Saturday, May 17, 2014

The swim lesson

I've been working a lot on my swimming, and hey, guess what? I've been getting slower!

How encouraging.

I like to swim (kind of), I'm comfortable in the water, and I could swim forever at a "walking" pace, but I'll be damned if I can build any speed.

Water is a lousy medium for human performance, and we are mechanically inefficient in it. Only a small fraction of the calories we're spending in the water are actually propelling us forward--the others are lost in this thick mass out of which our ancestors crawled so many millions of years ago. Body position, drag, stroke technique, momentum: all these things and more affect how well, and how fast, we swim.

Because efficiency plays such a huge role in the quality of the swim--far more than it does in biking and running, where strength, force, and power are a bigger part of the overall equation--it's worth working hard on technique and form. If I can execute my stroke with a heart rate that's 10 BPM slower, then I'm freeing up energy for improved speed and endurance. So I went back down to Brunswick, where a couple of months ago I took part in a great little swim clinic with Brad Burnham, the head coach of Bowdoin's swim team. I needed to understand how to apply Brad's teaching concepts. I needed him to watch me swim and tell me specifically what was wrong and how to fix it.

There's way more wrong with my swim than even he could fix in an hour, but his coaching was incredibly helpful.

For you fellow swim geeks: Brad's approach focuses on body position and momentum, creating an integrated stroke that's fluid (pun intended) and connected. "Swimming freestyle should be like walking down the pool,"  he says. You can hire him for small group and individual sessions. He tells me he's re-doing his website, but there are some resources and great info on it already:

This just in, 5/18: Here's the follow-up email I just got from Brad. I think it speaks to his approach and the quality of his coaching far better than anything I can write, so I'll just paste it in full.

Posture - keep that long line in the spine, especially in the neck. You can find a piece of pipe at any hardware store or home depot for a couple of dollars. Cut it to length - tailbone to hairline on the neck. You might feel it better on land without all of the water around you.

Walk down the pool but do it with a little more energy in the swing. The rhythm won't necessarily increase but the stroke will move forward. The rotation of the body will tell you when to start the recovery. You swing the recovery, that leads the body into a rotation, that rotation allows the anchoring hand to exit the water with momentum. I like to say that when your belly button passes your hand it is time to focus on the recovery.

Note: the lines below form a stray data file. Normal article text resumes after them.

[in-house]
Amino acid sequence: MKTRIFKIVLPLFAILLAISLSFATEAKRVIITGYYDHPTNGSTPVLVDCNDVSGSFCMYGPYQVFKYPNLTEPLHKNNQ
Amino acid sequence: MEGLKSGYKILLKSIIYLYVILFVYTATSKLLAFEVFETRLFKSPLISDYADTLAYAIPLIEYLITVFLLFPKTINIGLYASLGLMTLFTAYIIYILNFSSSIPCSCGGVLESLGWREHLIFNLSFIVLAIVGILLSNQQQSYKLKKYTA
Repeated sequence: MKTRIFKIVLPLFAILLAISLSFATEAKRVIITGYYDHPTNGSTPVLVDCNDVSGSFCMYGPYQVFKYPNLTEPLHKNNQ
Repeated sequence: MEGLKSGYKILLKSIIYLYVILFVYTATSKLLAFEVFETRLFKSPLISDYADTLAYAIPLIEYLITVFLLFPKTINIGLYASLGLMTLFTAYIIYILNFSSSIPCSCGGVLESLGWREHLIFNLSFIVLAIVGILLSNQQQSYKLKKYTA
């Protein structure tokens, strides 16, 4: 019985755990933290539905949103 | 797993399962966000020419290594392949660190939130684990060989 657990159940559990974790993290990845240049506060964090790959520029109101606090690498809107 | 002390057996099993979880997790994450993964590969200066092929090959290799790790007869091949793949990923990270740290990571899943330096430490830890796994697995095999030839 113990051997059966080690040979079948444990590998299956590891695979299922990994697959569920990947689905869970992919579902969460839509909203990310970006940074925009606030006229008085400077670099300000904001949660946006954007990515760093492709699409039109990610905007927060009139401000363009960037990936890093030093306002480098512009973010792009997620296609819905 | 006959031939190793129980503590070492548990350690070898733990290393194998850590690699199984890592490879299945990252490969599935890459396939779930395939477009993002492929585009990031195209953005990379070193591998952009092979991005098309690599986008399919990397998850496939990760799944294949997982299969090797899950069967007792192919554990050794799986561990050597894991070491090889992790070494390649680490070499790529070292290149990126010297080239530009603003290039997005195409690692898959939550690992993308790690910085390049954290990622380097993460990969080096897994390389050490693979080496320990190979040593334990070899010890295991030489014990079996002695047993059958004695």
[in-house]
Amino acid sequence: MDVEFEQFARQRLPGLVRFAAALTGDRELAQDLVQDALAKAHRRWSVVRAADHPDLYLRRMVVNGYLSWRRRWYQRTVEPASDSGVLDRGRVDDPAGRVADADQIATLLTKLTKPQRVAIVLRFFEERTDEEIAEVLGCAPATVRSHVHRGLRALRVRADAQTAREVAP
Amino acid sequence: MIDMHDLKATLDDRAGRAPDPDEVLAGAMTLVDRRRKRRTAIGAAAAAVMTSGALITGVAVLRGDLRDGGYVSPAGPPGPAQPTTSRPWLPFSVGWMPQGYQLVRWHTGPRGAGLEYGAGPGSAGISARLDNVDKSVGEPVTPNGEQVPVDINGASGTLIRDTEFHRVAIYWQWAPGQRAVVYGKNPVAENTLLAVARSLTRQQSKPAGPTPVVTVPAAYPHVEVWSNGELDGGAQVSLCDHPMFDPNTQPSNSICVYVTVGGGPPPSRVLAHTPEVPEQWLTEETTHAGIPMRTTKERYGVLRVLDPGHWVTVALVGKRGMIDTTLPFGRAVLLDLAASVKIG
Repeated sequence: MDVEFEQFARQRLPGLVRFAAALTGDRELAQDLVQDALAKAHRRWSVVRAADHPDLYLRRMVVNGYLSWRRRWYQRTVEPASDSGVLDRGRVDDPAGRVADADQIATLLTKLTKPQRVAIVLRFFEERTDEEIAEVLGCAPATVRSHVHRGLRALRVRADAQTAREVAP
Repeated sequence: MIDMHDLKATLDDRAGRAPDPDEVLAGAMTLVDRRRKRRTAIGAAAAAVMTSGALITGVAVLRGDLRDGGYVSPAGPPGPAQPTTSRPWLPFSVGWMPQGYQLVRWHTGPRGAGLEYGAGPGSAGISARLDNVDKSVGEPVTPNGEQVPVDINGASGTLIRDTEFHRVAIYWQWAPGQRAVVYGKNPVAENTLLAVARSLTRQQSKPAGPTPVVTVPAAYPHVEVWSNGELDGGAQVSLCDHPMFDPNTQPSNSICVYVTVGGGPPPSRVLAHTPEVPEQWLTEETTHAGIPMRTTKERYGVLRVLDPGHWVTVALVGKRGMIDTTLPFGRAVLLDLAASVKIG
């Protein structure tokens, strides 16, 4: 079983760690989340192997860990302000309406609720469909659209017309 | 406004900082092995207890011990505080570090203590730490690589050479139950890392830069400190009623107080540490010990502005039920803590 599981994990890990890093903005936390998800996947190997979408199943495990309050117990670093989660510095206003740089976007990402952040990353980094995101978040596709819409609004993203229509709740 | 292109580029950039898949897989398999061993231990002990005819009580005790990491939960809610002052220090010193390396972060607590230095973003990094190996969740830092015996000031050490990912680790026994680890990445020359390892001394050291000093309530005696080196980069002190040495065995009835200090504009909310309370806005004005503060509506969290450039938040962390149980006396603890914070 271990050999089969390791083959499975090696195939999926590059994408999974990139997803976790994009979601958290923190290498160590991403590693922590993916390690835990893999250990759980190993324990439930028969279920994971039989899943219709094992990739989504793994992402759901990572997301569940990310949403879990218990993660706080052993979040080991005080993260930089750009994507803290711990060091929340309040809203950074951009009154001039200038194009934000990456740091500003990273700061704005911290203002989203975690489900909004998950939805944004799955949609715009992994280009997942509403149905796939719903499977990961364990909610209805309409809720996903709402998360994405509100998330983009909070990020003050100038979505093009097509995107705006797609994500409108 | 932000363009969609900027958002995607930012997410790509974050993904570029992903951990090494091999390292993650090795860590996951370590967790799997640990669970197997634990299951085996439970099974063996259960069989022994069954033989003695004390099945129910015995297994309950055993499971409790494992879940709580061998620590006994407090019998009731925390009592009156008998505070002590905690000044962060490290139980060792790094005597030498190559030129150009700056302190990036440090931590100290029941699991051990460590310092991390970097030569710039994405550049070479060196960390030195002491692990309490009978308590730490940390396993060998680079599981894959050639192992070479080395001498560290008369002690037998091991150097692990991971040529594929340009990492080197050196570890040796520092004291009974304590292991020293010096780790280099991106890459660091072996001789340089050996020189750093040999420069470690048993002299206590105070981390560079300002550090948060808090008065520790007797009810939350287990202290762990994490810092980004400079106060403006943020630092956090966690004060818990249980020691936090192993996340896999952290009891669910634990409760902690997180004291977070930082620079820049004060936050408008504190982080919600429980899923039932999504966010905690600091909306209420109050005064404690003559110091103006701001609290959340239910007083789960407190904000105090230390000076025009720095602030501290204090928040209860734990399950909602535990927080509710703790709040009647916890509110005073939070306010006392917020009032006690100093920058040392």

Your kick looks excellent. Keep is small and quick. From time to time think about lengthening your legs. Walk with long legs and swim with long legs. 

Breathing - the big issue - the head needs to be centered when you breathe - both in the vertical (one goggle in and one out - and in the horizontal (look slightly forward) to keep the head on the line. Focus on the exhale to make sure you do that part before you roll so the inhale takes less time. Get a snorkel to develop a solid stroke pattern then take it off and try to keep the pattern with the breathing in there.

Drills - learn the drills but then focus on the elements of the stroke you are working on. 
Sneak Switch - Recover (Sneak underwater), Anchor, Switch - Focus on the timing of the body roll and breathing.
Whole Stroke Switch - Recover (Swing over the water), Anchor, Switch - Focus on swinging the recovery from the shoulder blade and the timing of the switch. You should get more distance out of each switch.

What I did: 30 mins elliptical, then 42-minute run in 55 degree pouring rain, wishing someone I knew would drive by and notice what a badass I was. Instead got only strangers noticing an injured drowning rat. Swim lesson, then 20 minute swim when I got home.

What I ate: pretty much everything. See my fiddlehead pizza.

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